MoD challenging order to explain role in the north.

‘The public have a right to know the scope of the role of the British army in the North of Ireland complies with the terms of the peace agreement, Patten Commission and human rights standards’ – Daniel Holder, deputy director of the Committee on the Administration of Justice.

THE Ministry of Defence (MoD) is set to challenge a ruling ordering it to release information about its current role in the north.

The Information Commissioner’s Office (ICO) asked MoD officials to provide the terms of reference for Operation Helvetic – the name given to the British Army’s continuing operation in the north – last year.

The first two Land Rover’s with the spare tyre on the front are the British Army. Along with the RUC/PSNI. They also include the Special Reconnaissance Regiment (SSR) who also work closely with the SAS.

It came after military chiefs originally refused to hand over the majority of the information requested by the Committee on the Administration of Justice, claiming it is exempt under two sections of the Freedom of Information act.

MoD officials claimed some of the information could be withheld under Section 23 of the act – which refers to intelligence agencies and section 24 – which considers “national security”.

Section 23 covers information linked to agencies such as MI5, MI6 and Government Communications Headquarters (GHQ).

The Section 23 reference is believed to relate to MI5, which operates from a complex at Palace Barracks in Holywood, Co Down.

In a recent decision notice the ICO said while some of the information is exempt other information relating to Operation Helvetic should be released.

Helvetic has been in place since July 2007 when Operation Banner officially ended.

The British Army continues to have a limited presence in the north and its bomb squad routinely responds to call-outs to deal with explosives.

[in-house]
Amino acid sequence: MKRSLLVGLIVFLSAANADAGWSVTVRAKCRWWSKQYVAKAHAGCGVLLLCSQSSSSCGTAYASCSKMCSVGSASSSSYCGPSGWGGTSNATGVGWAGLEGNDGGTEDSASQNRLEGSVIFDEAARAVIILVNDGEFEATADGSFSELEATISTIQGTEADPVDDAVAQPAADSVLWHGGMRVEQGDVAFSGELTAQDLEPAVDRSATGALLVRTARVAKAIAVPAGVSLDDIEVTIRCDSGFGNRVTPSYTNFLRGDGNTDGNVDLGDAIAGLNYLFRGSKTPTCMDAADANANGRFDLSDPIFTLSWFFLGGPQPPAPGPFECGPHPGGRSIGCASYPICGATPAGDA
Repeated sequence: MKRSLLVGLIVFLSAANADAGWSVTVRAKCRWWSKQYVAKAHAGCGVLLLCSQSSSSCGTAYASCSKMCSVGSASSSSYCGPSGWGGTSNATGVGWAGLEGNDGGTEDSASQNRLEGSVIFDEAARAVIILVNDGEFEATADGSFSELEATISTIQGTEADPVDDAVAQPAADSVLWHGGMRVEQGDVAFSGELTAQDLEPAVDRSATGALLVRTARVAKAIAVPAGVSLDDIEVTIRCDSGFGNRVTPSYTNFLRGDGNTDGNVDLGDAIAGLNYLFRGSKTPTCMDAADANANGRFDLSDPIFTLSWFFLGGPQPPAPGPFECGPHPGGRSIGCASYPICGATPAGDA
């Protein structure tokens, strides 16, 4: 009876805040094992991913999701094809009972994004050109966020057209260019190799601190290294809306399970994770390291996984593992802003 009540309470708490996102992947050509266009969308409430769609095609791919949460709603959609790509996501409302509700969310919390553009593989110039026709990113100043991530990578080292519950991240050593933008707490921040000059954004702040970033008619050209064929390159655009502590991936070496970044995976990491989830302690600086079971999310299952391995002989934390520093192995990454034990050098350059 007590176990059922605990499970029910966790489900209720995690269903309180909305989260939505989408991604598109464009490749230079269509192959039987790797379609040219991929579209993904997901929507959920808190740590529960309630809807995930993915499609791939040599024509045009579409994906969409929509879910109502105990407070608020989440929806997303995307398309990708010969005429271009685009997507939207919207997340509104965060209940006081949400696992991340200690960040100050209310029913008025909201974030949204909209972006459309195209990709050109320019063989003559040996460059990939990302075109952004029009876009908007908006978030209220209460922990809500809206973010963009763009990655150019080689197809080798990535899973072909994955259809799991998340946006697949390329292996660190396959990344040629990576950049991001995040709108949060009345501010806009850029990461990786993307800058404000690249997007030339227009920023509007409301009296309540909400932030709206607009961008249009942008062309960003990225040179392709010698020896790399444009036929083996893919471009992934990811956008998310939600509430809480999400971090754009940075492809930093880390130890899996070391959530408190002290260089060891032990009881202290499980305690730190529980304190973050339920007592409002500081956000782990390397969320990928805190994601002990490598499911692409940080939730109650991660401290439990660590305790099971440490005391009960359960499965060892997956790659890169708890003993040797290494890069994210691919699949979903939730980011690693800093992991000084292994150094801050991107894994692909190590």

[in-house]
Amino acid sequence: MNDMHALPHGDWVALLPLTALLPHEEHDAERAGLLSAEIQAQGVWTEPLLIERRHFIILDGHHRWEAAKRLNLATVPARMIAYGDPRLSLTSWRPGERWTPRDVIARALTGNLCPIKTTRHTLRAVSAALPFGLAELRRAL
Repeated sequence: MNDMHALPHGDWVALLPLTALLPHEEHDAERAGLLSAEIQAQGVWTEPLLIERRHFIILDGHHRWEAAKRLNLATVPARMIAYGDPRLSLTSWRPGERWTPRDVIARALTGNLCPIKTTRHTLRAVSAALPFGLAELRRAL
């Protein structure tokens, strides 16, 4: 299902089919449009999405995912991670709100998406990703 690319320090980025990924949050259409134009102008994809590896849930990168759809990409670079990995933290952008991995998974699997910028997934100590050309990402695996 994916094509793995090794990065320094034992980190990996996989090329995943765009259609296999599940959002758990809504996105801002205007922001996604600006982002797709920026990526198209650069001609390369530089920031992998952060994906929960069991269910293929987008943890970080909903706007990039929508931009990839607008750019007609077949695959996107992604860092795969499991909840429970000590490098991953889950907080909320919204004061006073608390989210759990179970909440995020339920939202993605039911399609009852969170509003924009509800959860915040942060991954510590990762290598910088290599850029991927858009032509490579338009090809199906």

Undercover units are also believed to have been deployed since the start of Operation Helvetic, including the Special Reconnaissance Regiment (SSR), which is understood to work closely with the SAS.

Deputy director of the CAJ Daniel Holder said “the public have a right to know whether the scope of the role of the British Army in Northern Ireland complies with the terms of the peace agreement, Patten Commission and human rights standards.

Masked and armed with semi-automatic machine guns members of the bomb squad of the RUC/PSNI on foot patrol. In the occupied six counties of the North of Ireland.

“In the absence of transparency about the remit of the armed forces here, it’s not possible to tell if they are operating under PSNI direction or if there is instead some undeclared link to MI5 or the use of covert units, such as the Special Reconnaissance Regiment, that bypass the oversight arrangements,” he said.

An MoD spokesman said: “As an appeal is ongoing it would be inappropriate to comment further.”

With many thanks to: The Irish News for the original story.

Follow this link to find out more concerning Operation Helvetic which replaced Operation Banner after 1998: http://www.irishnews.com/paywall/tsb/irishnews/irishnews/irishnews//news/northernirelandnews/2017/07/31/news/ten-years-since-end-of-operation-banner—and-start-of-helvetic-1096778/content.html

Author: seachranaidhe1

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